The next time some know-it-all moralist blames any number of social ills on violent video games or action films, ask them if they’d rather kids stick to the classics. When they invariably reply in the affirmative, you can smugly direct their attention to Greek Myth Comix’s astonishing infographic detailing the multitude of gruesome killings in the Iliad. Homer’s epic unflinchingly describes, for example, in graphic detail, the death of Lycon, who in Book 16 has a sword thrust through his neck: “nothing held but a piece of skin, and from that, Lycon’s head dangled down.” And if you’ve held on to your lunch, you may be interested to know the grisly circumstances of the other two candidates for “grimmest death.” Just below, see a section of the comic celebrating “stand out performances in battle.” Can Zack Snyder’s King Leonidas match kills with Homer’s Achilles? Only one way to find out….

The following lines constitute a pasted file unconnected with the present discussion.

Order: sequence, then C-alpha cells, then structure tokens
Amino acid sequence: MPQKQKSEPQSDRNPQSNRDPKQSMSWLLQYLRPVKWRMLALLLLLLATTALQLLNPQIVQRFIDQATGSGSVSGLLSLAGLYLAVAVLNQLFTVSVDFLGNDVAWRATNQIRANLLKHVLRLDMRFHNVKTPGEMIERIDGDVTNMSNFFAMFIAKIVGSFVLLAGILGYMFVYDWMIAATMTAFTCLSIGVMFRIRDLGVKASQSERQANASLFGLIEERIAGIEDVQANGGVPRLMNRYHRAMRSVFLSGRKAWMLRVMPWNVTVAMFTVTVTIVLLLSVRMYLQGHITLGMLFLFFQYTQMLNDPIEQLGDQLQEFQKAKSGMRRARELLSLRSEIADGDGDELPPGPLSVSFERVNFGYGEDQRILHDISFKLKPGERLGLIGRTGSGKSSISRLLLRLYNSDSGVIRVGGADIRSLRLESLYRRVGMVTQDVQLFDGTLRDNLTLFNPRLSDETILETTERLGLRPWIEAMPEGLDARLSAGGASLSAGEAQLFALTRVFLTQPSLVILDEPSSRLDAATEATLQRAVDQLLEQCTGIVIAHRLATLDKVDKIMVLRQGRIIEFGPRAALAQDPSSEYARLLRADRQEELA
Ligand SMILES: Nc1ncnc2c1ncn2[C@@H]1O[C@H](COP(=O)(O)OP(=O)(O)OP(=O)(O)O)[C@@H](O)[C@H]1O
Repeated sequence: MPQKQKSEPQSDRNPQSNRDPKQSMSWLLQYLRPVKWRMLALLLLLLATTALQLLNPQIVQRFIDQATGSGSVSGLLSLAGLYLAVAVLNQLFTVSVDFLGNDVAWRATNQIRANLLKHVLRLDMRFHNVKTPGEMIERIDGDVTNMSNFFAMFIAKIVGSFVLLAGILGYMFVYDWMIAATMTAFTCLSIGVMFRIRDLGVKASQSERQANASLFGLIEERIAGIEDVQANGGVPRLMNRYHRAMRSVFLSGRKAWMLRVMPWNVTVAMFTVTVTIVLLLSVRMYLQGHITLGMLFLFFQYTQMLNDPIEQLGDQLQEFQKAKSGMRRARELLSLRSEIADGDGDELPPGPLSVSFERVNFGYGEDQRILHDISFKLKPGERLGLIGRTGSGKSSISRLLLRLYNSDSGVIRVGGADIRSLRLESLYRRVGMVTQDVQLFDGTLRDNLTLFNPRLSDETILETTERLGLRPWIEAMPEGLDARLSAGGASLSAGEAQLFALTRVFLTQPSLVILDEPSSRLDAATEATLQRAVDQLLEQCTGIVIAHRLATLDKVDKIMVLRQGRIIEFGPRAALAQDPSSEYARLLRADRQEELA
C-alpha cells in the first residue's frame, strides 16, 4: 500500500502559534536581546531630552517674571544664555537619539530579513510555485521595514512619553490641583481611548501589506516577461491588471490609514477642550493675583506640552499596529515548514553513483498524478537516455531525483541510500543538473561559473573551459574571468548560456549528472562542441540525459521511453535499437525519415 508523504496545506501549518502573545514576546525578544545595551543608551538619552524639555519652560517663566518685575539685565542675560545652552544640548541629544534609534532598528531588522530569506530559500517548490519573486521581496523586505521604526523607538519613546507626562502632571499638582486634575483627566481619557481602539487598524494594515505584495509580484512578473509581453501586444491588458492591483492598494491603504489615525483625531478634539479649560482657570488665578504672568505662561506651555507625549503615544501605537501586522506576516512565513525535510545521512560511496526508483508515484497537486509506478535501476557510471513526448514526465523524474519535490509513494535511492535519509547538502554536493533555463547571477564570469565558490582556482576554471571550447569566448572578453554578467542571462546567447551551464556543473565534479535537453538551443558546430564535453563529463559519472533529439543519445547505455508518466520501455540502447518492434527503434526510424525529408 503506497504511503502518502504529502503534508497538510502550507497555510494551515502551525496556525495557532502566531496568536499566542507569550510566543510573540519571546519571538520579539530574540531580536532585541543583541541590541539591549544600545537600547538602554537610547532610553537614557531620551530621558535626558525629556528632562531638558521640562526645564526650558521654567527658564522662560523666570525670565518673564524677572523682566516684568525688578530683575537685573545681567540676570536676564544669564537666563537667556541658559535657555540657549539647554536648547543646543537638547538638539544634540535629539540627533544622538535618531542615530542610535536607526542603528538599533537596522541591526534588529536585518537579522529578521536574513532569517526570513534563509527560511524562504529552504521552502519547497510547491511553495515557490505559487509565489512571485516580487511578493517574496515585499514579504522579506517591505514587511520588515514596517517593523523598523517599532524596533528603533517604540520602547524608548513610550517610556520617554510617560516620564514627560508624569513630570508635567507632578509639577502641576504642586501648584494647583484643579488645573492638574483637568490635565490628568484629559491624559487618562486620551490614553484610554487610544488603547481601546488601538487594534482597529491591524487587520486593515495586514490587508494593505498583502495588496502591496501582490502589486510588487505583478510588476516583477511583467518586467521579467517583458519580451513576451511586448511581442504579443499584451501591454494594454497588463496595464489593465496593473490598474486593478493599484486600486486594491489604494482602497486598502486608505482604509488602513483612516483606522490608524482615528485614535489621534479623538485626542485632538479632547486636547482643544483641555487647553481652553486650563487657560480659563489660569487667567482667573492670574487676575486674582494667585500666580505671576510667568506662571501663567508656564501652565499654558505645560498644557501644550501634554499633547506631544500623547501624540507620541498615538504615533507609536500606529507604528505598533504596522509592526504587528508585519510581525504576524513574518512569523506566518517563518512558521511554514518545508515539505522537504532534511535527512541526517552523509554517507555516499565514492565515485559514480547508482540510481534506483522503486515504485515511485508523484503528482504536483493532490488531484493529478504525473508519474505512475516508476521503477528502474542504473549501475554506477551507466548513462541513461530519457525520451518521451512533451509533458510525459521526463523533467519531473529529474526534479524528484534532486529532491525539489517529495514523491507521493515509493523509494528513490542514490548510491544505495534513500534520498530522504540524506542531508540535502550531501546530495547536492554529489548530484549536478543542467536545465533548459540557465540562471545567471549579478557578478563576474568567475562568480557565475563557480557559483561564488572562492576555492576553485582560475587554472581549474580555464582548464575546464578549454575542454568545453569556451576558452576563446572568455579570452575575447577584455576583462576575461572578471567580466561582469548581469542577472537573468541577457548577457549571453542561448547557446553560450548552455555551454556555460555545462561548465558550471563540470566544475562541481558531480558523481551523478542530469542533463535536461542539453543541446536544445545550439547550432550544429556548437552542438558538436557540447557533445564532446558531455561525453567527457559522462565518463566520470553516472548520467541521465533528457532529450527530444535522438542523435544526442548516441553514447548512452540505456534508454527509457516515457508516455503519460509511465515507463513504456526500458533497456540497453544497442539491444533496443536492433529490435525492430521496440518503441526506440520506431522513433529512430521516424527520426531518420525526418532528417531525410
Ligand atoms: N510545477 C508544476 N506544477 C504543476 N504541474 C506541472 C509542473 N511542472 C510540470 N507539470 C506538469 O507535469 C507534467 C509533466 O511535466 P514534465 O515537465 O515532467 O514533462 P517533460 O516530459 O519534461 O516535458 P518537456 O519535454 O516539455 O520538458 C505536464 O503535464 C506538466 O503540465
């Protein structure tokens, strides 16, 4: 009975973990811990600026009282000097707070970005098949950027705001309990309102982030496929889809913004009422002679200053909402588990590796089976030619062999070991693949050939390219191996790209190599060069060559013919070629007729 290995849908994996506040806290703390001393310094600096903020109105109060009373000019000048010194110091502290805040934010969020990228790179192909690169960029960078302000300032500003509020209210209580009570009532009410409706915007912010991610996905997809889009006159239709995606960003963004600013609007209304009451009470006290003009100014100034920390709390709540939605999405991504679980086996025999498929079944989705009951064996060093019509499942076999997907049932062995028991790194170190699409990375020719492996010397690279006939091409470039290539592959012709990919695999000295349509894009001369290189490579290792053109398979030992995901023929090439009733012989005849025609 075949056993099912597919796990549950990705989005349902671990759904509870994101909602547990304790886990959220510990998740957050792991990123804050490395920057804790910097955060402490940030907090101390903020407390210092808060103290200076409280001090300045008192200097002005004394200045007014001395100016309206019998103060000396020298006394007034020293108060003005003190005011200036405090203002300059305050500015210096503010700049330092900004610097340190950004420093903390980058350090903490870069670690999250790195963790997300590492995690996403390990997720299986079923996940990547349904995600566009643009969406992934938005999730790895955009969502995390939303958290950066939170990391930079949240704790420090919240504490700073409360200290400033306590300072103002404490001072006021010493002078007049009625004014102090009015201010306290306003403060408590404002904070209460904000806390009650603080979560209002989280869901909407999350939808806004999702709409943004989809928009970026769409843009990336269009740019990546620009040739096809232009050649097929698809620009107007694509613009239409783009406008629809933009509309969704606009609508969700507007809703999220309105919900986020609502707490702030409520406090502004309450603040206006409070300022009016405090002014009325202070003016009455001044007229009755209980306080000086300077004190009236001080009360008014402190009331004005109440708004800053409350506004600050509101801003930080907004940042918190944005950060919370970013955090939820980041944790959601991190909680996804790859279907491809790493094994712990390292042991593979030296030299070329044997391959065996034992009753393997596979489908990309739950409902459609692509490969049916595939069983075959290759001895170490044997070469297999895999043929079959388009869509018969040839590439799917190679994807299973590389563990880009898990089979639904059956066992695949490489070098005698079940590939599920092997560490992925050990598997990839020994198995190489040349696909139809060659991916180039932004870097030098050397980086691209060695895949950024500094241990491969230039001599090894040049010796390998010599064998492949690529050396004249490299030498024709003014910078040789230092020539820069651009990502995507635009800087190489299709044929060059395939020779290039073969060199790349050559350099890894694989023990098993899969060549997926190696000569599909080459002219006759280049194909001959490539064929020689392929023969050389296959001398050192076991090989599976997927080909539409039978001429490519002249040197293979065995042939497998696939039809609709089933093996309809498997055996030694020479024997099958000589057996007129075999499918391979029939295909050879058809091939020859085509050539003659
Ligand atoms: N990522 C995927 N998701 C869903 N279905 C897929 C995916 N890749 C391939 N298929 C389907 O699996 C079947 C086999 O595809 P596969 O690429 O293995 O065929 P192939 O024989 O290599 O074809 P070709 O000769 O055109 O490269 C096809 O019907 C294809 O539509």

The Iliad graphic is great fun—as well as a succinct way to render modern scolds speechless—but Greek Myth Comix doesn’t stop there… Oh no! Fans of Homer’s Odyssey will not be disappointed; Books 5-7, and much of 9, 10, and 12 also get the “comix” treatment. The artwork is admittedly crude, but the text comes from a much more authoritative source than 300, no disrespect to Frank Miller. Lauren Jenkinson is a “Classical Civilisation and Literature teacher, writer and, apparently, artist,” and her online adaptations are intended primarily to help students pass their GCSE (OCR), the British secondary exams whose nearest equivalent in the States might perhaps be the SATs.
But Greek Myth Comix won’t only appeal to struggling students in the British Isles. Educators will find much to love here, as will lovers of mythology in general. Online access to the site is free, and you can purchase copies of the comix in PDF—either individually, in bulk, or in poster-size resolution. The site’s full archive has other goodies like the above, “What Makes a Homeric Hero?” And with such recent updates, no doubt Greek Myth Comix has much more in store for those struggling to enjoy or understand Homer’s bloody-minded epics, and those who simply love their myths in comic form as well as ancient lyric.